Poinsettia: While these plants are a holiday favorite, ingesting very large amounts of this plant might cause a mild stomach ache. The sap on the plant can also cause a skin rash, so when handling these plants, make sure to wash your hands with soap and water afterwards.

Holly berries: While these berries are visually appealing, if ingested they can cause a stomach ache, nausea, vomiting and diarrhea. Keep these berries out of reach of children.

Mistletoe: If this plant is ingested, it will leave you feeling pretty terrible as the plant does contain toxic substances. Common symptoms of poisoning from this plant include vomiting, diarrhea and stomach ache.

Remember, as always, if you or someone you know has been potentially poisoned, please do not hesitate to contact the Poison Control hotline at 1-800-222-1222. We hope everyone has a safe holiday season!

Monday, December 8, 2014

Carbon Monoxide Poisoning: Tips to Keep You Safe

Make sure you have a CO Detector
Each year in America, carbon monoxide (CO) poisoning claims more than 500 lives and sends roughly 40,000 people to hospital emergency rooms for treatment. While these numbers are scary, there are ways to prevent CO poisoning.

So as the weather turns chilly throughout much of the country, the Texas Poison Center Network wants to remind everyone to have a professional inspection of all fuel-burning heating systems - including furnaces, boilers, fireplaces, water heaters and space heaters - to detect any potentially deadly carbon monoxide (CO) leaks in your home.

Did you know that under certain conditions, all appliances that burn fuels can leak deadly CO? These fuels include kerosene; oil; coal; both natural and liquefied petroleum gas; and wood. By having a professional inspection of your fuel-burning heating appliances, you will be ahead of the game in protecting your family from the silent killer, CO poisoning.

Make sure the professional inspection includes checking chimneys, flues and vents for leakage and blockage by debris. Birds, other animals and insects sometimes can nest in vents and block exhaust gases, causing the gases to enter the home. In addition, all vents to furnaces, water heaters, boilers and other fuel-burning heating appliances should be checked to make sure they are not loose or disconnected.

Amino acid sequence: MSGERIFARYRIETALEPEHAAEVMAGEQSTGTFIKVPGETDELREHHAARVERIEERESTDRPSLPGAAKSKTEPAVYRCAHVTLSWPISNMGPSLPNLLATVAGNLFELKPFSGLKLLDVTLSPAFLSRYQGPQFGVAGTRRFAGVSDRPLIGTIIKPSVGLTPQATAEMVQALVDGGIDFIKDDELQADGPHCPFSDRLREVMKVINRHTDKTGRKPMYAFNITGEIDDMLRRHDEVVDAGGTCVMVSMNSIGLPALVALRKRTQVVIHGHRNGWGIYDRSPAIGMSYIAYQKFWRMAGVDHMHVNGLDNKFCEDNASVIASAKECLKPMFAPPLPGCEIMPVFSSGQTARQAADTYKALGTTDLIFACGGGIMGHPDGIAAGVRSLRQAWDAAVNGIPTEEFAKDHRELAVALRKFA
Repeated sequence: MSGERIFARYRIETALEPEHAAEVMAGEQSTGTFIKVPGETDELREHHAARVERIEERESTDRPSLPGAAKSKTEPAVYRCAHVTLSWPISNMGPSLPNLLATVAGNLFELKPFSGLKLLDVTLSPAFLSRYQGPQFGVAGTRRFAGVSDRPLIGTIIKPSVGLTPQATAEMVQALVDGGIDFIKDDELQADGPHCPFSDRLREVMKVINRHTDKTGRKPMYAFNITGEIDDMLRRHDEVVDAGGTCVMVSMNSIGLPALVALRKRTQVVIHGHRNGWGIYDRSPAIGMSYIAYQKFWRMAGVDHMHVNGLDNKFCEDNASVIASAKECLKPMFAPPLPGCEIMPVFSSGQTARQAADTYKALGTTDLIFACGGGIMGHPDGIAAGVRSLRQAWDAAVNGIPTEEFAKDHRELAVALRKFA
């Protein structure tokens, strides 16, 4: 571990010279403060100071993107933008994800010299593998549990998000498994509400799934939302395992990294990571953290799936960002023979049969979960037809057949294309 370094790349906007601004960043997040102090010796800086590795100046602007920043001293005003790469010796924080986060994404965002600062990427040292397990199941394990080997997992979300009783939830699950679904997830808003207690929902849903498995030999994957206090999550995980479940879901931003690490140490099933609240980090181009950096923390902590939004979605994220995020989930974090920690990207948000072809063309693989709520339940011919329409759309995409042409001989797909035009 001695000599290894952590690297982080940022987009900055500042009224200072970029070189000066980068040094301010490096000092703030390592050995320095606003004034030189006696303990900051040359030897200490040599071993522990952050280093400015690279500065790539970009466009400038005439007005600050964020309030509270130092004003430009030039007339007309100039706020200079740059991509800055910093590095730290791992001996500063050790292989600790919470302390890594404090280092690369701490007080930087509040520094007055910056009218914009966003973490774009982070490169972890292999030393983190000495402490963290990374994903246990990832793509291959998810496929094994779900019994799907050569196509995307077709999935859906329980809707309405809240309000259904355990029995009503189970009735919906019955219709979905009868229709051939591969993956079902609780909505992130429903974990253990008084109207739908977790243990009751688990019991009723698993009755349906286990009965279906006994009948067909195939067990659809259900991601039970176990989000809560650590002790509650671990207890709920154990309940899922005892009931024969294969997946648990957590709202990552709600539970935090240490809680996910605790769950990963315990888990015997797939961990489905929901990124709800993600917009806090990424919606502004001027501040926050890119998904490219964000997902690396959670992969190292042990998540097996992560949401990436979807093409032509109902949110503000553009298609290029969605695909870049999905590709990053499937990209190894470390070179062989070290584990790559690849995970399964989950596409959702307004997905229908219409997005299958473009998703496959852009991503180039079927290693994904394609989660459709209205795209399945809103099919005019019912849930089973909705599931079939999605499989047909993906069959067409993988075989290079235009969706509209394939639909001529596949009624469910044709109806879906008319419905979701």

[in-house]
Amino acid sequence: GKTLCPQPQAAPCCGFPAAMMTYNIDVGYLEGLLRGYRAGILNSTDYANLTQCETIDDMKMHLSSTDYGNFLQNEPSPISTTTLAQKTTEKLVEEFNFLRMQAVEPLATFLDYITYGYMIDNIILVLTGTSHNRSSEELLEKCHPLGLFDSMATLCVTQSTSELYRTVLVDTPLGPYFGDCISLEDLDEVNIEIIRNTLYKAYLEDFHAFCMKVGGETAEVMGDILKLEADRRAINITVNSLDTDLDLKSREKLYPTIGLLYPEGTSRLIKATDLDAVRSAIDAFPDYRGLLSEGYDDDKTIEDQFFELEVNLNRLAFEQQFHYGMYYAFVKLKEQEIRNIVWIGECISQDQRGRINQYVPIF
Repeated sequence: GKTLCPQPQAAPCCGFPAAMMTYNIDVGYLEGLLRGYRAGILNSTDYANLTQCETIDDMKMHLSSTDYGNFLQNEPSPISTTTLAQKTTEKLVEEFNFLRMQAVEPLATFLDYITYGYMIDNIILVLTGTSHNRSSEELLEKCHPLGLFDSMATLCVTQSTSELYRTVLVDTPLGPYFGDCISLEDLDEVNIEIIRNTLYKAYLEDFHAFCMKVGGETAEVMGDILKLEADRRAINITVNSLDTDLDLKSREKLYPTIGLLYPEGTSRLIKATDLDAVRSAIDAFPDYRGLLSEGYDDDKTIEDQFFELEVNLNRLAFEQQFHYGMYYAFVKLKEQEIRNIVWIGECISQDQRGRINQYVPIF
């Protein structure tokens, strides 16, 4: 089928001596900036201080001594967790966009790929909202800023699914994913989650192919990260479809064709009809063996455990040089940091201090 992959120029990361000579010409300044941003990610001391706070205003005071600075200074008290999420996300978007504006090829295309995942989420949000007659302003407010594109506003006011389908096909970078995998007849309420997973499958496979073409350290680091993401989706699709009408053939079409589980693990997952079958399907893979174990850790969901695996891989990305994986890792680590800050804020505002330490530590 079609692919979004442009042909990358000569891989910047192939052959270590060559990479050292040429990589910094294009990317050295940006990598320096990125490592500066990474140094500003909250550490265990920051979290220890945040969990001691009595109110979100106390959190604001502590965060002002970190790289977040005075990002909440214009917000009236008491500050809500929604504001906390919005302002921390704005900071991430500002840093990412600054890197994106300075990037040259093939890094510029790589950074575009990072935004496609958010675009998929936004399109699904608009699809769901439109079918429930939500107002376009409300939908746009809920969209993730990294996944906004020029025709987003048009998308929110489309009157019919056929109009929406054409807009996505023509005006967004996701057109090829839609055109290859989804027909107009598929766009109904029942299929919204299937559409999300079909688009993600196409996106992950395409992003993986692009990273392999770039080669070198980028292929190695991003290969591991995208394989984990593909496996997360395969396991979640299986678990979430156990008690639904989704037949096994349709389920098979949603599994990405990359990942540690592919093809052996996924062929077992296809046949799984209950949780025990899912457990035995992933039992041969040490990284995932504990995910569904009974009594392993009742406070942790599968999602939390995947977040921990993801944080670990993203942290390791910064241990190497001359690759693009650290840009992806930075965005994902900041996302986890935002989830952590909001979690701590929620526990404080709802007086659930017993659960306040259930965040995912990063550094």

Carbon monoxide (CO) is an odorless, colorless and toxic gas. Because it is impossible to see, taste or smell the toxic fumes, CO can kill you before you are aware it is in your home. At lower levels of exposure, CO causes mild effects that are often mistaken for the flu. These symptoms include headaches, dizziness, disorientation, nausea and fatigue.

  • Install at least one UL (Underwriters Laboratories) listed carbon monoxide alarm with an audible warning signal near the sleeping areas and outside individual bedrooms. Carbon monoxide alarms measure levels of CO over time and are designed to sound an alarm before an average, healthy adult would experience symptoms. It is very possible that you may not be experiencing symptoms when you hear the alarm. This does not mean that CO is not present.
  • Never use your range or oven to help heat your home and never use a charcoal grill or hibachi in your home or garage.
  • Never keep a car running in a garage. Even if the garage doors are open, normal circulation will not provide enough fresh air to reliably prevent a dangerous buildup of CO.
  • When purchasing an existing home, have a qualified technician evaluate the integrity of the heating and cooking systems, as well as the sealed spaces between the garage and house.


If no one is feeling ill:
1.      Silence the alarm.

2.      Turn off all appliances and sources of combustion (i.e. furnace and fireplace).
3.      Ventilate the house with fresh air by opening doors and windows.
4.      Call a qualified professional to investigate the source of the possible CO buildup.

If illness is a factor:
1.      Evacuate all occupants immediately.

2.      Determine how many occupants are ill and determine their symptoms.
3.      Call 9-1-1 and when relaying information to the dispatcher, include the number of people feeling ill.
4.      Do not re-enter the home without the approval of a fire department representative.
5.      Call a qualified professional to repair the source of the CO.

Here’s One Family’s Story:

In Temple on October 29th, a family sat down to eat dinner.  Their CO detector went off, so they immediately evacuated the house and called 911.  The Temple fire department responded and went through the house and tested the levels of CO.  They determined that the levels of CO in the house were so high that it could have killed or severely injured the family very quickly.  They lived in a rental property and the source was their stove….but the thing that saved them was a working CO detector.